Montana wildlife commissioners closed down the state's gray wolf season in some areas north of Yellowstone National Park on Monday, in response to a spate of recent shootings of animals that had been collared for scientific research.
The move shuts down hunting and trapping in areas to the east and west of the town of Gardiner, just days before trapping season was set to begin.
But wildlife commissioners did not yield to pressure from wildlife advocates to create a permanent and more extensive buffer around the park.
Fish, Wildlife and Parks Commission chairman Bob Ream said commissioners were addressing only "the particular and unique situation" of collared wolves being shot.
"It seems to be kind of a compromise," Ream said. "Is it political? Yeah, wolves are political."
Hunting and trapping supporters pushed to keep the areas open. Representatives of the Department of Fish, Parks and Wildlife also said no changes were needed because the overall wolf population was not at any risk.
The closures were approved on a 4-to-1 vote. Commissioner Dan Vermillion of Livingston cast the lone dissenting vote.
He said there was no evidence the harvest was damaging the species long-term viability.
Park officials say at least seven Yellowstone wolves — including five wearing tracking collars — were shot in recent weeks by hunters in Montana, Idaho and Wyoming.
Also shot were four collared wolves originally from the park but now living outside it. Three more shot in the vicinity of the park had unknown origins and were not wearing collars, park officials said.
Saturday marks the opening day of Montana's first wolf trapping season since the animals lost federal protections last year.
Wildlife advocates had warned trapping could take even more of Yellowstone's wolves than hunting. They've said only a permanent buffer zone would adequately protect a species that serves as a major draw for Yellowstone's 3 million visitors annually.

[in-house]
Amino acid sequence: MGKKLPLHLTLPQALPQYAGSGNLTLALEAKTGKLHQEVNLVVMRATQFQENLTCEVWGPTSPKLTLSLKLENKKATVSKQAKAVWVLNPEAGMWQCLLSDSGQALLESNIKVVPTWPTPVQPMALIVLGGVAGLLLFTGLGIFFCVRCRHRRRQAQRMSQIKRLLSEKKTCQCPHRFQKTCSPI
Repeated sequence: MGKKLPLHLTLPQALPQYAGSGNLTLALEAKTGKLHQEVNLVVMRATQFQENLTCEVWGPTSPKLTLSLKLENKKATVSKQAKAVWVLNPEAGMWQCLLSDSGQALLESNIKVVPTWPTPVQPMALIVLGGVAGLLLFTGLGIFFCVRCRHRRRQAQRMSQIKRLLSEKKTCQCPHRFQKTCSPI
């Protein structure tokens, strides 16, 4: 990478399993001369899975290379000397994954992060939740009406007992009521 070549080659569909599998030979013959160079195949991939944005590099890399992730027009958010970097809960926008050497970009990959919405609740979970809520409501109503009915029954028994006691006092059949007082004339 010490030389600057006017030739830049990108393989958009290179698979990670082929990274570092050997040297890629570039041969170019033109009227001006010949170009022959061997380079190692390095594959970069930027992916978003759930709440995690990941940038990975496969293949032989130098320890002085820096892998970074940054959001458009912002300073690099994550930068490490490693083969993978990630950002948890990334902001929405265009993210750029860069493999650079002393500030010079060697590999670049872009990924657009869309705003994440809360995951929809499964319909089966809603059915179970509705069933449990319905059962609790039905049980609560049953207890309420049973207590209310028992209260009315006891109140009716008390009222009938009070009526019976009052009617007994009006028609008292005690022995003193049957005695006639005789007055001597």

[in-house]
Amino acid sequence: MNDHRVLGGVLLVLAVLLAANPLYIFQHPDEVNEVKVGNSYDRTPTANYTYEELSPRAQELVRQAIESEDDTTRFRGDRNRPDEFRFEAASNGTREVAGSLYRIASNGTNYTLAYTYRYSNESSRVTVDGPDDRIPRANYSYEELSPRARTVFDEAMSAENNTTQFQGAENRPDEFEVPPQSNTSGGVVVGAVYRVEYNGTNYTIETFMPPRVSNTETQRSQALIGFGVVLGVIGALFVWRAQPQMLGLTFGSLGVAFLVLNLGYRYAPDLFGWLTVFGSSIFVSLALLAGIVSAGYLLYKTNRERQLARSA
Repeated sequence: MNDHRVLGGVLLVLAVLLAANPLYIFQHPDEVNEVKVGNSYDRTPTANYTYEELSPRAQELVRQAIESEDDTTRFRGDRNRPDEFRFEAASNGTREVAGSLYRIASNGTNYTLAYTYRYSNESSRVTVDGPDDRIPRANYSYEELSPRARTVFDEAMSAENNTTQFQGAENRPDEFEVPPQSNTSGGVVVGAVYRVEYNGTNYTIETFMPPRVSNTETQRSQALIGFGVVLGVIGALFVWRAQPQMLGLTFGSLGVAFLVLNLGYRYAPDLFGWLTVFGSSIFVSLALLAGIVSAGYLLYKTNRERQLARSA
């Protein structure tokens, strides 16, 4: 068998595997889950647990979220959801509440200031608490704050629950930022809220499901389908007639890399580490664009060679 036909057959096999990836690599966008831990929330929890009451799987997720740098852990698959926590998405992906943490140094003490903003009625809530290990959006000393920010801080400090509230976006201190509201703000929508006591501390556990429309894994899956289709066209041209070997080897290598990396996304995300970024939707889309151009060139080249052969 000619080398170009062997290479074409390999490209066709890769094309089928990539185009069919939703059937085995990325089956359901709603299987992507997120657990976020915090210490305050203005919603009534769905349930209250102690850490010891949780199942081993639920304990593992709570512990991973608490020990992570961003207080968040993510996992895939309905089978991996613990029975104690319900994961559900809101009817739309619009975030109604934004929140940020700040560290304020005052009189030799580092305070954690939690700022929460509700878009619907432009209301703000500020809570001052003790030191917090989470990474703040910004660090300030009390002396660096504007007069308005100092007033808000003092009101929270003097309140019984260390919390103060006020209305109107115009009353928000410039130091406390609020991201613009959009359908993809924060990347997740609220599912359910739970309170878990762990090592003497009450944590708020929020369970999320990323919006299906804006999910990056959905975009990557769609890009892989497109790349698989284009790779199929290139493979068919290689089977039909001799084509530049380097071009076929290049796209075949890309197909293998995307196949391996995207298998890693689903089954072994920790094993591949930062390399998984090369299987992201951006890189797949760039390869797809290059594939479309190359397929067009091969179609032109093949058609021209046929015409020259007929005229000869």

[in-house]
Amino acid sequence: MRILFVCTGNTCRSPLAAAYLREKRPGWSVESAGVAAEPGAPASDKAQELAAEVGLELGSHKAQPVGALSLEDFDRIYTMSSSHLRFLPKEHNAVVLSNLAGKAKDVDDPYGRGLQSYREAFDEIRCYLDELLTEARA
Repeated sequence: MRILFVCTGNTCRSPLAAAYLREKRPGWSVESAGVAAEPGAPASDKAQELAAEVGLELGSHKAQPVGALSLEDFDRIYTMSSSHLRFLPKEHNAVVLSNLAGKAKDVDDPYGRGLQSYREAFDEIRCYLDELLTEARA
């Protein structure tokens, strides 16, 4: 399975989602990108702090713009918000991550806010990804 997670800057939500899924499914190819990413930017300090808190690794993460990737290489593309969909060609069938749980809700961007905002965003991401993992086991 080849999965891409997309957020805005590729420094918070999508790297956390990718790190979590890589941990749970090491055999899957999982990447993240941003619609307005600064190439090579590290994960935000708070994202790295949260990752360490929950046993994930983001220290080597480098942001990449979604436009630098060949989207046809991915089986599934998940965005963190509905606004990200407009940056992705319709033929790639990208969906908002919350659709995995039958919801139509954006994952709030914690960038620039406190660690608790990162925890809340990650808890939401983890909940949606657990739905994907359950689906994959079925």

Still, Marc Cooke with the group Wolves of the Rockies said Monday's closure of some areas was a positive step.
"I admire the commissioners' courage to step up to the plate and do the right thing," he said.
A Yellowstone scientist said this week that the park's overall population remained strong despite the recent shootings.
Wolf hunting has been underway in Montana since Sept. 1, with at least 89 killed to date. Wildlife officials said Monday that the statewide harvest was down 18 percent through Nov. 25 versus the same period last year.
State officials lifted quotas on wolves across most of Montana this spring in hopes of decreasing a predator population blamed for livestock attacks and driving down elk numbers in some areas.
Hunting and trapping are prohibited inside park boundaries, but wolves range freely across that line.
Shooting a collared wolf is legal if done within a state's hunting regulations.
Radio collars on wolves are used to track the animals' movement, often for research. They also are used outside the park to track down and kill the predators following livestock attacks.
That function — using collars not just to study wolves but to manage their numbers — was a key factor behind Monday's decision, said Shane Colton, a wildlife commissioner from Billings.
"That is an area where we feel we are at significant risk of losing more collared wolves," Colton said of the areas closed to further wolf killing. "Whether hunters are targeting collared wolves or not, I don't know. But if we're going to continue to use collared wolves, steps have to be taken to stop that."